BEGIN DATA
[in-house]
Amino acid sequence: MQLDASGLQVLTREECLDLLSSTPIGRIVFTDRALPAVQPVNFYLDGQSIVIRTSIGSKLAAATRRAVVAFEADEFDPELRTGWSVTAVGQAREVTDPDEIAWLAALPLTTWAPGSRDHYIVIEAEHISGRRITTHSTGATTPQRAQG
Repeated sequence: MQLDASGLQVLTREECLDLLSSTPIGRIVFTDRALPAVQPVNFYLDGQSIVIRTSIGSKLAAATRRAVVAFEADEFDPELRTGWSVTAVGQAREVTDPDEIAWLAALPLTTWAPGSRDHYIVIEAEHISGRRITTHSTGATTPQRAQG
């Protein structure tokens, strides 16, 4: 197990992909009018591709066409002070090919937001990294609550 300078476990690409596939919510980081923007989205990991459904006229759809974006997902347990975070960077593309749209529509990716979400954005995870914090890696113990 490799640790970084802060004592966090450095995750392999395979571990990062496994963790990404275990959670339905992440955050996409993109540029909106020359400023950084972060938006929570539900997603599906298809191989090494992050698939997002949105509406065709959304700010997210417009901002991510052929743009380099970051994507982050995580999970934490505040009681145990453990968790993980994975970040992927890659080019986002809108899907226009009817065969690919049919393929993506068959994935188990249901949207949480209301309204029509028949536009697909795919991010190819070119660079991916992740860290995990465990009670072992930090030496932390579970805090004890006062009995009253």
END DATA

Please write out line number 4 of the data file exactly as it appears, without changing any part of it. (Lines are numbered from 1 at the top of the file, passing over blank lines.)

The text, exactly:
């Protein structure tokens, strides 16, 4: 197990992909009018591709066409002070090919937001990294609550 300078476990690409596939919510980081923007989205990991459904006229759809974006997902347990975070960077593309749209529509990716979400954005995870914090890696113990 490799640790970084802060004592966090450095995750392999395979571990990062496994963790990404275990959670339905992440955050996409993109540029909106020359400023950084972060938006929570539900997603599906298809191989090494992050698939997002949105509406065709959304700010997210417009901002991510052929743009380099970051994507982050995580999970934490505040009681145990453990968790993980994975970040992927890659080019986002809108899907226009009817065969690919049919393929993506068959994935188990249901949207949480209301309204029509028949536009697909795919991010190819070119660079991916992740860290995990465990009670072992930090030496932390579970805090004890006062009995009253």